Caio Terra is easily one of the most visible and vocal competitors in recent years. His gym, Institute of Martial Arts is based in San Jose, California. He has not only built a gym with excellent competitors and instructors but he has been spending a great deal of his time traveling the globe giving seminars. In addition to this he has established over a dozen affiliates throughout the country.
I have been following Caio Terra for the last 4 years both in competitions and his instructional DVD's. Being a small grappler myself, I can relate to a lot of the techniques that Caio teaches and uses with a a lot of success. His dominance in major tournaments speaks volumes about his abilities and I have found his teaching methodology to be fairly easy to follow.
When I heard a local gym would be bringing him in for a two day seminar I jumped at the opportunity. Caio has never visited Texas for seminars and considered myself lucky that he would be in my own backyard.
Day 1 (Gi portion)
Caio gave our group about seven topics of things we could focus on for the gi portion of the seminar. The majority vote would decide on the focus for the techniques he would show. We chose to work the De La Riva/Berimbolo stuff. Caio made a comment about this before starting. He said, "most of the time everyone wants to work really hard techniques because they think they are better...the reality is they are just harder." That seemed funny at the time but was a great point. I think sometimes we tend to over-complicate Jiu-Jitsu and lose sight of the importance of executing clean, basic techniques that are high percentage...or at a minimum easier to achieve a higher level of understanding.
Caio began by showing how to initiate and maintain the DLR guard. He also pointed out that dragging your opponent to the ground for Berimbolo can be very laborious (which I totally agree with) and that it is vital to break down your opponent in order to get it. One might not necessarily go straight for it by pulling/yanking on them and trying to force but first to hide your intentions with lapel and/or sleeve grips. His methods for initiating the sweep were a bit different than what I have previously studied. I have spent a great deal of time utilizing the Mendes brothers stuff so it was good to see a different perspective. In some ways it was a challenge to execute his technique as I tended to get confused on occasion due to my muscle memory. So over the course of day one we covered the following from DLR guard:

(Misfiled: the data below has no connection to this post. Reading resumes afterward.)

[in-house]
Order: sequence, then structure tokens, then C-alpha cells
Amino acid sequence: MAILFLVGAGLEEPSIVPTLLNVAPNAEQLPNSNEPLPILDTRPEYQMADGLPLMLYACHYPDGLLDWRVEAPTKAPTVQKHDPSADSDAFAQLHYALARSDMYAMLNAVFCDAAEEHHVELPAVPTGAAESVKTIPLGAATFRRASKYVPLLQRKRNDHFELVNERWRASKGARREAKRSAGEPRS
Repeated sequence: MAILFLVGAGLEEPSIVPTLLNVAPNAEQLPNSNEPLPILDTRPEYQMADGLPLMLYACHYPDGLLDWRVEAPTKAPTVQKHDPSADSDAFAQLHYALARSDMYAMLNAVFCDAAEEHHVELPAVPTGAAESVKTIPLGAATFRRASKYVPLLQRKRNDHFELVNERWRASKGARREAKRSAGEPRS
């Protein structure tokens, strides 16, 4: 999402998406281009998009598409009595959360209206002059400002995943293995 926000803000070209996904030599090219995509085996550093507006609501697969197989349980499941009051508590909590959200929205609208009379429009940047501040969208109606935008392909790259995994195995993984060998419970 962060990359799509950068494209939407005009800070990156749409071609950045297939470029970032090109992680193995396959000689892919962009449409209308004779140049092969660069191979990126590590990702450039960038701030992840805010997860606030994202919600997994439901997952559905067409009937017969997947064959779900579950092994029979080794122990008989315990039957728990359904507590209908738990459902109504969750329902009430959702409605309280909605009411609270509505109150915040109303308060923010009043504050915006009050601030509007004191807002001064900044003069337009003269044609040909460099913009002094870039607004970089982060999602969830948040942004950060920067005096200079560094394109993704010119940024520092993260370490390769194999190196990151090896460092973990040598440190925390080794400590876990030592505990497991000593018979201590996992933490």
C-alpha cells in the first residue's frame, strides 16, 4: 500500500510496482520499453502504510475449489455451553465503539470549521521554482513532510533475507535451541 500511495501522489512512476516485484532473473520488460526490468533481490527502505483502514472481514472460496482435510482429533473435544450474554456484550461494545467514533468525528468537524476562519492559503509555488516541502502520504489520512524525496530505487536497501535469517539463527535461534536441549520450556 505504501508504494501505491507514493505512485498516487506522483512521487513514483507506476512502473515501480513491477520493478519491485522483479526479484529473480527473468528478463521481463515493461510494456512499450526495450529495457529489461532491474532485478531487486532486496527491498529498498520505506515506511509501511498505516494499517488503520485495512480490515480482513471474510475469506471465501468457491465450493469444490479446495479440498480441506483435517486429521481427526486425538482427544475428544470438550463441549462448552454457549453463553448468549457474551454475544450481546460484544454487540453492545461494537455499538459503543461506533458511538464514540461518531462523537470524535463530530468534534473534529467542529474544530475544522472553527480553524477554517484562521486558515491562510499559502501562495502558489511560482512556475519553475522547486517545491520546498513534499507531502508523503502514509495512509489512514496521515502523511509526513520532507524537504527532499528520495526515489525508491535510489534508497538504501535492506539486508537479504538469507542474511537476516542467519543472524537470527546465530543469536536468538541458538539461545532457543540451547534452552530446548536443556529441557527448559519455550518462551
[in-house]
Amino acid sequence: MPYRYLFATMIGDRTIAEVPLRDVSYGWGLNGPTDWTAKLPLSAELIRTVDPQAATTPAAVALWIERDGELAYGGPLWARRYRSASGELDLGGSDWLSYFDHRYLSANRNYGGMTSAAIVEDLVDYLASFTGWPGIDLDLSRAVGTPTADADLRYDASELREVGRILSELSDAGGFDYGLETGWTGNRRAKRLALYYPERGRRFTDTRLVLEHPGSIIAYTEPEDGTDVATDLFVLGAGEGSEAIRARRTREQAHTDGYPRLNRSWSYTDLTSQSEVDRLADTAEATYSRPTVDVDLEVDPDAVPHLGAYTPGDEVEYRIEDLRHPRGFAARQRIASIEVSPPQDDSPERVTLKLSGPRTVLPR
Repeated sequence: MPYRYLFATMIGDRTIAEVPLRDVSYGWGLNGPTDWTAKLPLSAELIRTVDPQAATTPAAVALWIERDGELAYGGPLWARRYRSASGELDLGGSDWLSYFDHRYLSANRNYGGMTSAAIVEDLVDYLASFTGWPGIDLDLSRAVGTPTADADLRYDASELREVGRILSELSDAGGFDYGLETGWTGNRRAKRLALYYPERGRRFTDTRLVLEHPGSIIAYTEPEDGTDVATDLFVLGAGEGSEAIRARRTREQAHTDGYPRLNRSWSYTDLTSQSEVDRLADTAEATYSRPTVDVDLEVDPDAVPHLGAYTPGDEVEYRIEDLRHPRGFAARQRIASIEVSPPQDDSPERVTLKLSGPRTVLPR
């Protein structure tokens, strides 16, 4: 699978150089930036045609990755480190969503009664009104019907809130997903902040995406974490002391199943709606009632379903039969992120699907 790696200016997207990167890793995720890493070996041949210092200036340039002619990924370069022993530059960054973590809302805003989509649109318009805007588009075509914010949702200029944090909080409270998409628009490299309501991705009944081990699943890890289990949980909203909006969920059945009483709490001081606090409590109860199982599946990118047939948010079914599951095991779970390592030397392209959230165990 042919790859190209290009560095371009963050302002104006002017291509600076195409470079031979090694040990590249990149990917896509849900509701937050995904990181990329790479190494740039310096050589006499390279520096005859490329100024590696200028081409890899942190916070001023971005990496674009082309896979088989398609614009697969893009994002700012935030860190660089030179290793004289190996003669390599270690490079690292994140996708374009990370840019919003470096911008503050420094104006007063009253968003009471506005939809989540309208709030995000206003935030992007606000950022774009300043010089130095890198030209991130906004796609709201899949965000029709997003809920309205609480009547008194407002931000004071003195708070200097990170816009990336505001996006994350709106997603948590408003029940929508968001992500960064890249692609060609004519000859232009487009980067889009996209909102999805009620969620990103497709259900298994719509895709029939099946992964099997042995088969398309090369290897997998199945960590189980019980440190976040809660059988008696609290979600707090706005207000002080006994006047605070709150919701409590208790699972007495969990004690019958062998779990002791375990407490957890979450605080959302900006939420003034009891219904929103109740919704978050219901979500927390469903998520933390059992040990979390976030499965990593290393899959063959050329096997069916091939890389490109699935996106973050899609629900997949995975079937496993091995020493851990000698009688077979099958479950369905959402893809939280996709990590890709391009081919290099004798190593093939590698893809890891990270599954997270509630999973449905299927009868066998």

1. Back take (Babybolo)
2. Leg drag from Berimbolo (probably my favorite)
3. Back take from Berimbolo
4. Mount from Berimbolo
This may not sound like a lot of techniques but it really was. The amount of detail Caio shows could be overwhelming for a white belt but necessary. We ended the day with Q&A over anything we wanted, even techniques which were not covered during the seminar. This was excellent as he showed us how he sets up and finishes his secret ankle lock attack from DLR guard. Video below shows him hitting this same ankle lock in a recent IBJJF tournament. He has used this same submission against Fabio Passos (Cobrinha black belt) in competition a little about a year ago.
Caio Terra vs Fabio Passos
Caio rolled with pretty much everyone that was interested after pictures were taken. It was apparent pretty quickly he intended to triangle choke every single
Day 2 (Nogi portion)
At the beginning of the second day, Caio reiterated that we chose a difficult topic the day prior and he would pick for the second day...something much easier. We spent the entire second day working from the side mount. The focus was on moving to north-south, trapping the far side arm with an over hook and moving into side mount on the far side to eventually finish the armbar. We worked the following scenarios: